The Fresh Loaf

News & Information for Amateur Bakers and Artisan Bread Enthusiasts

Beer Wort?

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rtc11's picture
rtc11

Beer Wort?

Where would I be able to purchase beer wort to use in bread? Does anyone know internet sites or stores that deliver?


 


thanks

arzajac's picture
arzajac

Where do you live?  Are there any wine or beer making stores near your area?


 


You could buy a "beer kit" which is a can of wort which has been reduced down to a syrup.  You boil it in a certain amount of water and you have wort.  The can contains the malted barley that has been boiled with hops and then reduced into a syrup.  Usually, one can makes a 5 gallon container of wort, although many recipes call for additional corn sugar (yuck!) or malted barley powder to make the 5 gallon brew.


It is possible to buy a 5 gallon container of sterile wort which is ready to brew - just add yeast.  This is relatively new.  I would not suggest you use this for bread making, since you would not be able to preserve the leftover wort for very long, whereas the syrup keeps very well.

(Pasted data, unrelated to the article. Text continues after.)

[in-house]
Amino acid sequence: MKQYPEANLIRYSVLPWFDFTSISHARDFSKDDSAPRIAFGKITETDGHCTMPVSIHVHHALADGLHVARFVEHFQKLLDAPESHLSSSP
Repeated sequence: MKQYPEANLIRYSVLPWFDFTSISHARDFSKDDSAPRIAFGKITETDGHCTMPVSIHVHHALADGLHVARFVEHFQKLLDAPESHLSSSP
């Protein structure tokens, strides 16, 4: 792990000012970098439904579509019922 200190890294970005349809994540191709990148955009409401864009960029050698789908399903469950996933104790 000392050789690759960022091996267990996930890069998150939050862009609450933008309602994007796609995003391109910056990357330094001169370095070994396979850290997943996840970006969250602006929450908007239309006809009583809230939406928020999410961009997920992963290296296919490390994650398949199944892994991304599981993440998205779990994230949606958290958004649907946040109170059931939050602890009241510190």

What recipe are you using?  Do you really need the wort or do you just need the leftover yeast sediment after the beer is done fermenting?


 

Floydm's picture
Floydm

Nice to see the Charles Papazian reference.  Papazian's book is one of my favorite cookbooks of all time.  Aside from the obvious ones like The Bread Baker's Apprentice, the vibe on this site probably owes more to that book and me trying to mimic Papazian's laid-back style than anything else.

darrel's picture
darrel

I've been having the same problem, and there really are no sites where you can buy beer wort. If you want a wort chiller though, there are plenty of options.

klen's picture
klen

Do you just want the maltiness of beer?


You may just want to consider adding Light dry malt extract (DME) for light maltiness, Amber DME for maltiness similar to reds and brown ales, or Dark DME for dark chocolaty beer similarity.


You can also use liquid malt extract (LME) but have to account for the 20% water by weight. 


If you want the complexity of malt and hops without the alcohol I'd just boil the beer of choice for 2.5 hours and make peace with the 5% alcohol left behind.

dscheidt's picture
dscheidt

Wanting to buy "beer wort" is a whole lot like complaining that you can't buy "bread dough".  It's an intermediate product, not intended for consumption directly.